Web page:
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Singapore’s hiring and recruitment experts are taking a new direction.
Job candidates today are no longer assessed based on their performance in a national school exam, but their individual talent, recent experiences, and aspirations. They are now appraised on whether or not they display an entrepreneurial spirit, people skills and ability to understand the objectives behind the task and tackle problems with a solution-driven mindset, and these benchmarks are now given more weight than their paper qualifications.
Academic qualifications no longer the emphasis
Innovation startup Padang & Co does not place emphasis on academic qualifications when hiring.
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CEO Derrick Chiang said he never lists academic qualifications required for job openings at his company. He interviews university graduates as well as candidates with polytechnic education for the same job opening.
“I honestly have never thought of even asking for those (paper qualifications),” he said. “We don’t even bother with the transcripts of even tertiary education; just the certificate for the record.”
None of his staff have been hired “solely on paper qualifications” as “hardly anyone goes to school to study innovation”, as he explained his company’s focus on innovation.
The first statement he says during an interview is “tell me your story,” that way, he can evaluate the candidate’s skills and knowledge gathered from their studies and work experience.
He added that the 20 people in his team all “come from different educational, personal and professional backgrounds” and that this diversity is the company’s strength.
While there have been instances where those hired end up being a bad fit, he has never blamed them for paper qualifications or the lack of it, said Mr Chiang.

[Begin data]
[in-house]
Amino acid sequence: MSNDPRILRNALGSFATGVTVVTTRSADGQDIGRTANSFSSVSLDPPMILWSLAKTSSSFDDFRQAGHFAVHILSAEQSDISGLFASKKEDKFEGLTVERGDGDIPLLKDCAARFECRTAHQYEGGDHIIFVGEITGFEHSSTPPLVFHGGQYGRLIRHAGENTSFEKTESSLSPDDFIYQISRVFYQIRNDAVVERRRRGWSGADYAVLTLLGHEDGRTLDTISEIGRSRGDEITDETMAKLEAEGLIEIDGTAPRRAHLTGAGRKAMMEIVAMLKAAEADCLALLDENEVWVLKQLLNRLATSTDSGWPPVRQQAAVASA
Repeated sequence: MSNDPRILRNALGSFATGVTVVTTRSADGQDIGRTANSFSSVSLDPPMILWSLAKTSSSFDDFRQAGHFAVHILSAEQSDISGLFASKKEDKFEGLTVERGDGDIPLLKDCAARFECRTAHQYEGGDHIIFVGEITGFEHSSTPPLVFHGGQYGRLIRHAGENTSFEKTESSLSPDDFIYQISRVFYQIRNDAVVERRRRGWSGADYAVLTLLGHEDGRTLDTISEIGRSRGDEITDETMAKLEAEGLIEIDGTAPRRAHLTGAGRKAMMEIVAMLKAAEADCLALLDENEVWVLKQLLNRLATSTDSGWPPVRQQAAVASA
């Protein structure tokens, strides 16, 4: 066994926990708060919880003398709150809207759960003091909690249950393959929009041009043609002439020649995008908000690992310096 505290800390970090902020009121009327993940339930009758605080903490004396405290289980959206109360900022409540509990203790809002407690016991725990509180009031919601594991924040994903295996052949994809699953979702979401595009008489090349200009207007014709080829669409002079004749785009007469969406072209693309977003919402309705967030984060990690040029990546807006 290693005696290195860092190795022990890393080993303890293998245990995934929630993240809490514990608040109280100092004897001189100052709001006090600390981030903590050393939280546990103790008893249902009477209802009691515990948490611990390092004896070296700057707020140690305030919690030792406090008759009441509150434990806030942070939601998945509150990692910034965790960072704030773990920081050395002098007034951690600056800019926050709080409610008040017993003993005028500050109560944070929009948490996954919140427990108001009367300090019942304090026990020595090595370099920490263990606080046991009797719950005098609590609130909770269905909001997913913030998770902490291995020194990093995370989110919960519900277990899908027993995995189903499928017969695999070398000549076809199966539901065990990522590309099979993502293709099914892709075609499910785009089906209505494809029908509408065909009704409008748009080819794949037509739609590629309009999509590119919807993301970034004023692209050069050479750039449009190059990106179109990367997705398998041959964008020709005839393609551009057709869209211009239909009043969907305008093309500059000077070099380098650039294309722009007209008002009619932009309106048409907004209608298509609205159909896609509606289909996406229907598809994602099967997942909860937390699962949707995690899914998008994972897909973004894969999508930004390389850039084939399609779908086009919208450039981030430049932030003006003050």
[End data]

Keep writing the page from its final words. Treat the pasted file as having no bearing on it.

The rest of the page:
Instead, he puts it down to a cultural mismatch, or that those hired found the job roles did not meet their expectations.
School grades not the only gauge
There are gains in appraising job aspirants not just on academic qualifications, said recruitment experts.
“They may be hiring a candidate who would be a better fit to the workplace culture and have a greater learning potential, such as finding new and creative ways to improve processes or customer experience,” said Randstad Singapore’s associate director of human resources Martin Hill.
The overemphasis on grades was touched on by Education Minister Ong Ye Kung in a recent episode of Talking Point, a CNA current affairs programme.
He said while it is “reasonable to ask for qualifications”, companies should not be listing down minimum grades for individual subjects unless the job requires particular subject knowledge.
Recruitment experts agree saying that while academic transcripts can be a useful gauge, they cannot be the sole hiring factor for companies.
“Academic transcripts indicate the intellectual aptitude of an applicant. They are also reflective of the individual’s diligence, research ability, critical and analytical skills, and project management skills,” said managing director of recruitment specialists Robert Half Singapore Matthieu Imbert-Bouchard.
But he added that “theoretical knowledge is rarely a substitute for practical experience”, and “does not reflect a candidate’s passion, their growth potential, or their cultural alignment with the company.”
“Particularly as industries undergo massive digital transformation, companies will look to complement their automated processes with employees who offer a depth of human insight and soft skills which an academic transcript cannot necessarily capture,” he said. -/TISG
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